Esophageal diseases (Proceedings) - Veterinary Healthcare
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Esophageal diseases (Proceedings)


CVC IN KANSAS CITY PROCEEDINGS


Esophageal diseases cause disturbance of food flow through the esophagus due to obstructions from foreign bodies and tumors, inflammation, decreased motility, and compression of the esophagus from intramural or extra-luminal masses. Esophageal diseases in the dog and cat can be very debilitating and require emergency treatment in many cases. Complications of esophageal disease can be life-threatening due to aspiration pneumonia, necrosis of the esophagus, strictures of the esophagus and severe malnutrition. Most esophageal diseases are treatable if diagnosed early and immediate treatment administered. Diagnosis of esophageal disease is usually not difficult although some patients require more expensive diagnostic tools such as fluoroscopy or endoscopy to diagnose the problem. Treatment is specific for each condition with obstructions and esophagitis being most treatable. Primary motility disorders and neoplasia of the esophagus have a poorer prognosis. In general, dogs present more frequently for esophageal diseases than cats however, overlooking the clinical signs of esophageal disease in cats may prevent proper diagnosis with feline patients possibly being under-diagnosed.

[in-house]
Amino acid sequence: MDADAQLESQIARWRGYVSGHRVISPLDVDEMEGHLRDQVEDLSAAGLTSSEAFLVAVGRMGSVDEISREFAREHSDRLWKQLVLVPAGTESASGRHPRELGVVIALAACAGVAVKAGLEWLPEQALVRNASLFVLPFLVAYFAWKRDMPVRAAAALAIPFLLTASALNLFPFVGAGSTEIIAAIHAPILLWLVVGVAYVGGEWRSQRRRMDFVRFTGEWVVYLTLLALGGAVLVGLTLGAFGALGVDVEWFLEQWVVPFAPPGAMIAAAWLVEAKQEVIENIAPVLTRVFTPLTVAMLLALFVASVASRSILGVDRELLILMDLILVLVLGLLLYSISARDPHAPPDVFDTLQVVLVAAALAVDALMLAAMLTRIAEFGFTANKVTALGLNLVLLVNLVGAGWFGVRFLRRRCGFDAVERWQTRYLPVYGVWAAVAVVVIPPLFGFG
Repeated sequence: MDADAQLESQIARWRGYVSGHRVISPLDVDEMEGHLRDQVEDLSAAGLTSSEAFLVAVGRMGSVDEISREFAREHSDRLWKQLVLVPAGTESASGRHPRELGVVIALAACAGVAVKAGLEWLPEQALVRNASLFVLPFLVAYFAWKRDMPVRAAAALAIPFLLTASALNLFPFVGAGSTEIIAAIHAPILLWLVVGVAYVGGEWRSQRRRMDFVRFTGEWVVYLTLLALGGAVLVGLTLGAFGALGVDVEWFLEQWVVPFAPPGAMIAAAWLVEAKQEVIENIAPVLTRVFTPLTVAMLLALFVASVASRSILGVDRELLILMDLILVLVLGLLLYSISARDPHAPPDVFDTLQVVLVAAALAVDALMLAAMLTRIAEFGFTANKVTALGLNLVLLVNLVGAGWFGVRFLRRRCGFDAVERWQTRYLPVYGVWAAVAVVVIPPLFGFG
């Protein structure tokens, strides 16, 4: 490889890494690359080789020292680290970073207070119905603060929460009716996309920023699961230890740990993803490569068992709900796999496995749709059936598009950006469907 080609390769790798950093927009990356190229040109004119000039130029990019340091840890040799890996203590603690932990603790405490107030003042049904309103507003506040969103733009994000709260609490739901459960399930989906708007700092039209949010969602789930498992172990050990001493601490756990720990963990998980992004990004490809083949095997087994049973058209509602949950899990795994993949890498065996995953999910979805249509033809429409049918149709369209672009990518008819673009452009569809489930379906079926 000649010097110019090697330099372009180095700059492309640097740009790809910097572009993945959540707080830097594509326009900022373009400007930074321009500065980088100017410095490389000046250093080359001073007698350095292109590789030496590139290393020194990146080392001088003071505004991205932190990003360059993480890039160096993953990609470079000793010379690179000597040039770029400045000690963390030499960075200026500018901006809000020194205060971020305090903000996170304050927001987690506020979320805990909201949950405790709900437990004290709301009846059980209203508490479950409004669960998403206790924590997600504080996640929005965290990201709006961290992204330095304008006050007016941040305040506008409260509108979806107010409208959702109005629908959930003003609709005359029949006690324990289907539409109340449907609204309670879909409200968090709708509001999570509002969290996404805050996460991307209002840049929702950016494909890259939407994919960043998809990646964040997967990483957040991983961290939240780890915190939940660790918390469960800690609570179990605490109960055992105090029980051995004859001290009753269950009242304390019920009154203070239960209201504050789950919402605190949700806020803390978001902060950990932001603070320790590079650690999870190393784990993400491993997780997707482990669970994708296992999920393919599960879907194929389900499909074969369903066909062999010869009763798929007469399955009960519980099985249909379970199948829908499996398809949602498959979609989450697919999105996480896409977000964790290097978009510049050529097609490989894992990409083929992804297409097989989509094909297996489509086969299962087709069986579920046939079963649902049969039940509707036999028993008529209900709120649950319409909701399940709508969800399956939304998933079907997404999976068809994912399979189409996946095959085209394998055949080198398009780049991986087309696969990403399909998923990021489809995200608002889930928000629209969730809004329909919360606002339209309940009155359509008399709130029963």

Clinical Signs of Esophageal Disease

Regurgitation is the hallmark sign of esophageal disease. It is distinguished from vomiting as being a passive process that contains undigested food in a tubular shape containing mucus and having a neutral Ph. No bile is seen in regurgitation due to the ingesta not reaching the stomach or small intestine. Regurgitation is similar to vomiting in that it can occur immediately after the patient eats or hours later. There is usually no retching or hypersalivation prior to regurgitation as there is with vomiting. Owners are not very good at distinguishing the two so the clinician must be very specific in asking questions to distinguish or to observe the patient during the process. A patient that has had esophageal disease for a period of time will have weight loss, muscle wasting, weakness, dehydration, malnourished, ravenous appetite is not a painful disease and possibly trouble swallowing. Coughing, dyspnea and pyrexia may be present if aspiration pneumonia is present.


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Source: CVC IN KANSAS CITY PROCEEDINGS,
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